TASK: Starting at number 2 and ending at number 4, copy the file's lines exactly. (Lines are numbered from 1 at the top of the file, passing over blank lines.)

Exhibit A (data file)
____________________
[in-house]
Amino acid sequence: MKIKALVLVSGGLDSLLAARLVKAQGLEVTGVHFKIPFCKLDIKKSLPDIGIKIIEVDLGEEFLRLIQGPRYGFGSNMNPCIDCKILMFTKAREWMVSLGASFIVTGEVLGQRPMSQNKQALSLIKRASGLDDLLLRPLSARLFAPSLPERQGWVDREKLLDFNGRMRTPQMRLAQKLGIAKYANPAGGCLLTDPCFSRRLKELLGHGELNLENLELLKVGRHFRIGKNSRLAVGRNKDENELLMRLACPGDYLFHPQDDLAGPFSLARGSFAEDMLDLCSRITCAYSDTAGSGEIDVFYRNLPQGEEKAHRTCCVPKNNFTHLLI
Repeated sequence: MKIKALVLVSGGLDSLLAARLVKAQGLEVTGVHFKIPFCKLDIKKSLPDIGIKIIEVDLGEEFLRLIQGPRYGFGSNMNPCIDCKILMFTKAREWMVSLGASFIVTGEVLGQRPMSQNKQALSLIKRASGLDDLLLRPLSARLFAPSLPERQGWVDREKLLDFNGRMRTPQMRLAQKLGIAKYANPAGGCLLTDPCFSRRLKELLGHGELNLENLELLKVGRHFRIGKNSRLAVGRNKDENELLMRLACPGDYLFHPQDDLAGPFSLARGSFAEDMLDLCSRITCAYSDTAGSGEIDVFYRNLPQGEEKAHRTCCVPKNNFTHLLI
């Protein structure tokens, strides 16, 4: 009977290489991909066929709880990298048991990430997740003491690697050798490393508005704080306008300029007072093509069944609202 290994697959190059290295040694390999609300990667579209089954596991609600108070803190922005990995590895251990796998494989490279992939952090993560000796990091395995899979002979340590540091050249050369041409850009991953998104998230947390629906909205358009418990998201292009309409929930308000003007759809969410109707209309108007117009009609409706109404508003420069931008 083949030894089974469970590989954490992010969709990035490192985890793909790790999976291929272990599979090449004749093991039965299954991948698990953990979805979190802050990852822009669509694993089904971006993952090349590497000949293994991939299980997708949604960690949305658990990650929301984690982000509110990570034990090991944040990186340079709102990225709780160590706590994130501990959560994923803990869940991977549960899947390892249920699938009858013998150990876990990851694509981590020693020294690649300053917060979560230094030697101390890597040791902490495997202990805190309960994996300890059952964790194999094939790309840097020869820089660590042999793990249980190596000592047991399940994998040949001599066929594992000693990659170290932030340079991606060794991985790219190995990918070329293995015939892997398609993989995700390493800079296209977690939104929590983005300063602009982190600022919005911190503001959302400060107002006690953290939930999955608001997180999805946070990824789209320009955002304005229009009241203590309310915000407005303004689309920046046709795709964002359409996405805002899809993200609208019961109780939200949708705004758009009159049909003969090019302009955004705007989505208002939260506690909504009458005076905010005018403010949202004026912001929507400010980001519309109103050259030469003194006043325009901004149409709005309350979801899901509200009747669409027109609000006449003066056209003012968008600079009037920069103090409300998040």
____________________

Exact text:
Amino acid sequence: MKIKALVLVSGGLDSLLAARLVKAQGLEVTGVHFKIPFCKLDIKKSLPDIGIKIIEVDLGEEFLRLIQGPRYGFGSNMNPCIDCKILMFTKAREWMVSLGASFIVTGEVLGQRPMSQNKQALSLIKRASGLDDLLLRPLSARLFAPSLPERQGWVDREKLLDFNGRMRTPQMRLAQKLGIAKYANPAGGCLLTDPCFSRRLKELLGHGELNLENLELLKVGRHFRIGKNSRLAVGRNKDENELLMRLACPGDYLFHPQDDLAGPFSLARGSFAEDMLDLCSRITCAYSDTAGSGEIDVFYRNLPQGEEKAHRTCCVPKNNFTHLLI
Repeated sequence: MKIKALVLVSGGLDSLLAARLVKAQGLEVTGVHFKIPFCKLDIKKSLPDIGIKIIEVDLGEEFLRLIQGPRYGFGSNMNPCIDCKILMFTKAREWMVSLGASFIVTGEVLGQRPMSQNKQALSLIKRASGLDDLLLRPLSARLFAPSLPERQGWVDREKLLDFNGRMRTPQMRLAQKLGIAKYANPAGGCLLTDPCFSRRLKELLGHGELNLENLELLKVGRHFRIGKNSRLAVGRNKDENELLMRLACPGDYLFHPQDDLAGPFSLARGSFAEDMLDLCSRITCAYSDTAGSGEIDVFYRNLPQGEEKAHRTCCVPKNNFTHLLI
């Protein structure tokens, strides 16, 4: 009977290489991909066929709880990298048991990430997740003491690697050798490393508005704080306008300029007072093509069944609202 290994697959190059290295040694390999609300990667579209089954596991609600108070803190922005990995590895251990796998494989490279992939952090993560000796990091395995899979002979340590540091050249050369041409850009991953998104998230947390629906909205358009418990998201292009309409929930308000003007759809969410109707209309108007117009009609409706109404508003420069931008 083949030894089974469970590989954490992010969709990035490192985890793909790790999976291929272990599979090449004749093991039965299954991948698990953990979805979190802050990852822009669509694993089904971006993952090349590497000949293994991939299980997708949604960690949305658990990650929301984690982000509110990570034990090991944040990186340079709102990225709780160590706590994130501990959560994923803990869940991977549960899947390892249920699938009858013998150990876990990851694509981590020693020294690649300053917060979560230094030697101390890597040791902490495997202990805190309960994996300890059952964790194999094939790309840097020869820089660590042999793990249980190596000592047991399940994998040949001599066929594992000693990659170290932030340079991606060794991985790219190995990918070329293995015939892997398609993989995700390493800079296209977690939104929590983005300063602009982190600022919005911190503001959302400060107002006690953290939930999955608001997180999805946070990824789209320009955002304005229009009241203590309310915000407005303004689309920046046709795709964002359409996405805002899809993200609208019961109780939200949708705004758009009159049909003969090019302009955004705007989505208002939260506690909504009458005076905010005018403010949202004026912001929507400010980001519309109103050259030469003194006043325009901004149409709005309350979801899901509200009747669409027109609000006449003066056209003012968008600079009037920069103090409300998040």